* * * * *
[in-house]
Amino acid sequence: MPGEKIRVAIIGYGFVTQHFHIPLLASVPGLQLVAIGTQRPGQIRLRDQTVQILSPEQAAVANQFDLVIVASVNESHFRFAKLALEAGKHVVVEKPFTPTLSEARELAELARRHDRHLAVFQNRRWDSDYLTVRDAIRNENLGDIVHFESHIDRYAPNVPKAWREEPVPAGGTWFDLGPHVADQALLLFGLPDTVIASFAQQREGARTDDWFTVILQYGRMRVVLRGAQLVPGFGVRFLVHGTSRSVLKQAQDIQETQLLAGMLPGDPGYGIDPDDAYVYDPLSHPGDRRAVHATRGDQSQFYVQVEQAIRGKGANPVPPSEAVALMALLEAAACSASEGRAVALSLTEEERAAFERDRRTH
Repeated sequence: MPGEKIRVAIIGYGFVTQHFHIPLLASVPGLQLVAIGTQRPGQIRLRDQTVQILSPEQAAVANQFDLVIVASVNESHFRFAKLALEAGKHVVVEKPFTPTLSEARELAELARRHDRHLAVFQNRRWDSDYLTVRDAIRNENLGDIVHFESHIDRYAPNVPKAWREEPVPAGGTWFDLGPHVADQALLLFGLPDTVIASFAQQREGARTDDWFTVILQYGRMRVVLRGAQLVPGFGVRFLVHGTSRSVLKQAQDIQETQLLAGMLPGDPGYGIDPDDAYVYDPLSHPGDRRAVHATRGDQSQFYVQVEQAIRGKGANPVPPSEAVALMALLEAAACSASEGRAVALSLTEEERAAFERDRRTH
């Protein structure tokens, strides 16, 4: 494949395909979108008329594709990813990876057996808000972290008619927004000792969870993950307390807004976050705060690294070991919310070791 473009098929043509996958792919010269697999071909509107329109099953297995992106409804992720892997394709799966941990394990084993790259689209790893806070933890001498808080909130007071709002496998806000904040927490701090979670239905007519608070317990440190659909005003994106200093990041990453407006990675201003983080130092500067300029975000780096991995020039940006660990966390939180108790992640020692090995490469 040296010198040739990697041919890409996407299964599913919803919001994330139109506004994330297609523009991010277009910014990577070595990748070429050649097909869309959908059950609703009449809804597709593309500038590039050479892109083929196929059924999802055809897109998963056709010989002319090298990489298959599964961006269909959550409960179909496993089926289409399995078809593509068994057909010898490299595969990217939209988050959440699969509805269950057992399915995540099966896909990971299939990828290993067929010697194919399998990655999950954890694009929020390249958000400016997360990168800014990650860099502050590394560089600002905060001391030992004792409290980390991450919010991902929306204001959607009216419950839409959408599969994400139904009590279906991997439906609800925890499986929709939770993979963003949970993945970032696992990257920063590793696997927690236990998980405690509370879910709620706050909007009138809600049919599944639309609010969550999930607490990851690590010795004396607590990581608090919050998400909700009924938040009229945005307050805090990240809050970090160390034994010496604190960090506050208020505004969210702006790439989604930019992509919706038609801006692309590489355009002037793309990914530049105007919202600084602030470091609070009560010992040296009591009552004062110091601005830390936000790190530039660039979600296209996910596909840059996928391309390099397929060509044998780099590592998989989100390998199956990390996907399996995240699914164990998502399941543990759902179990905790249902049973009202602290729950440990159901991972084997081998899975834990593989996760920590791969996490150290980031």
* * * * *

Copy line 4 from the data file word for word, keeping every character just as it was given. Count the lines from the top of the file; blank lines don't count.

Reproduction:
């Protein structure tokens, strides 16, 4: 494949395909979108008329594709990813990876057996808000972290008619927004000792969870993950307390807004976050705060690294070991919310070791 473009098929043509996958792919010269697999071909509107329109099953297995992106409804992720892997394709799966941990394990084993790259689209790893806070933890001498808080909130007071709002496998806000904040927490701090979670239905007519608070317990440190659909005003994106200093990041990453407006990675201003983080130092500067300029975000780096991995020039940006660990966390939180108790992640020692090995490469 040296010198040739990697041919890409996407299964599913919803919001994330139109506004994330297609523009991010277009910014990577070595990748070429050649097909869309959908059950609703009449809804597709593309500038590039050479892109083929196929059924999802055809897109998963056709010989002319090298990489298959599964961006269909959550409960179909496993089926289409399995078809593509068994057909010898490299595969990217939209988050959440699969509805269950057992399915995540099966896909990971299939990828290993067929010697194919399998990655999950954890694009929020390249958000400016997360990168800014990650860099502050590394560089600002905060001391030992004792409290980390991450919010991902929306204001959607009216419950839409959408599969994400139904009590279906991997439906609800925890499986929709939770993979963003949970993945970032696992990257920063590793696997927690236990998980405690509370879910709620706050909007009138809600049919599944639309609010969550999930607490990851690590010795004396607590990581608090919050998400909700009924938040009229945005307050805090990240809050970090160390034994010496604190960090506050208020505004969210702006790439989604930019992509919706038609801006692309590489355009002037793309990914530049105007919202600084602030470091609070009560010992040296009591009552004062110091601005830390936000790190530039660039979600296209996910596909840059996928391309390099397929060509044998780099590592998989989100390998199956990390996907399996995240699914164990998502399941543990759902179990905790249902049973009202602290729950440990159901991972084997081998899975834990593989996760920590791969996490150290980031």